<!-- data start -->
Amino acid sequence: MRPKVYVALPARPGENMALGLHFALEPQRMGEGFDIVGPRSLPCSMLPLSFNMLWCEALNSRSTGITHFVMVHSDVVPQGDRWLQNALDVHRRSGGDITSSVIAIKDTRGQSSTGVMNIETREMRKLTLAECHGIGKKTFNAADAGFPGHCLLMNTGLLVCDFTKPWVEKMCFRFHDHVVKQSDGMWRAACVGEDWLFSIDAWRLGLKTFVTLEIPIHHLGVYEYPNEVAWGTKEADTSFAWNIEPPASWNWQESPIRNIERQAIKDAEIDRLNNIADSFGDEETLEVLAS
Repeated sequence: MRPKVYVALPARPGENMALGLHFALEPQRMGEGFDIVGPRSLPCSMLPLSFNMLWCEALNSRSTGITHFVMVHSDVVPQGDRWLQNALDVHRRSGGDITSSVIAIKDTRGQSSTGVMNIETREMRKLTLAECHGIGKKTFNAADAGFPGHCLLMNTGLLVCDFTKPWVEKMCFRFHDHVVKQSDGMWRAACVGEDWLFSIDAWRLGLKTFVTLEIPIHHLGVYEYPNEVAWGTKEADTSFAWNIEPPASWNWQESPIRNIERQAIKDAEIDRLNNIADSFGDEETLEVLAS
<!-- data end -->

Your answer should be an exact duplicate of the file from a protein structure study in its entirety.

Amino acid sequence: MRPKVYVALPARPGENMALGLHFALEPQRMGEGFDIVGPRSLPCSMLPLSFNMLWCEALNSRSTGITHFVMVHSDVVPQGDRWLQNALDVHRRSGGDITSSVIAIKDTRGQSSTGVMNIETREMRKLTLAECHGIGKKTFNAADAGFPGHCLLMNTGLLVCDFTKPWVEKMCFRFHDHVVKQSDGMWRAACVGEDWLFSIDAWRLGLKTFVTLEIPIHHLGVYEYPNEVAWGTKEADTSFAWNIEPPASWNWQESPIRNIERQAIKDAEIDRLNNIADSFGDEETLEVLAS
Repeated sequence: MRPKVYVALPARPGENMALGLHFALEPQRMGEGFDIVGPRSLPCSMLPLSFNMLWCEALNSRSTGITHFVMVHSDVVPQGDRWLQNALDVHRRSGGDITSSVIAIKDTRGQSSTGVMNIETREMRKLTLAECHGIGKKTFNAADAGFPGHCLLMNTGLLVCDFTKPWVEKMCFRFHDHVVKQSDGMWRAACVGEDWLFSIDAWRLGLKTFVTLEIPIHHLGVYEYPNEVAWGTKEADTSFAWNIEPPASWNWQESPIRNIERQAIKDAEIDRLNNIADSFGDEETLEVLAS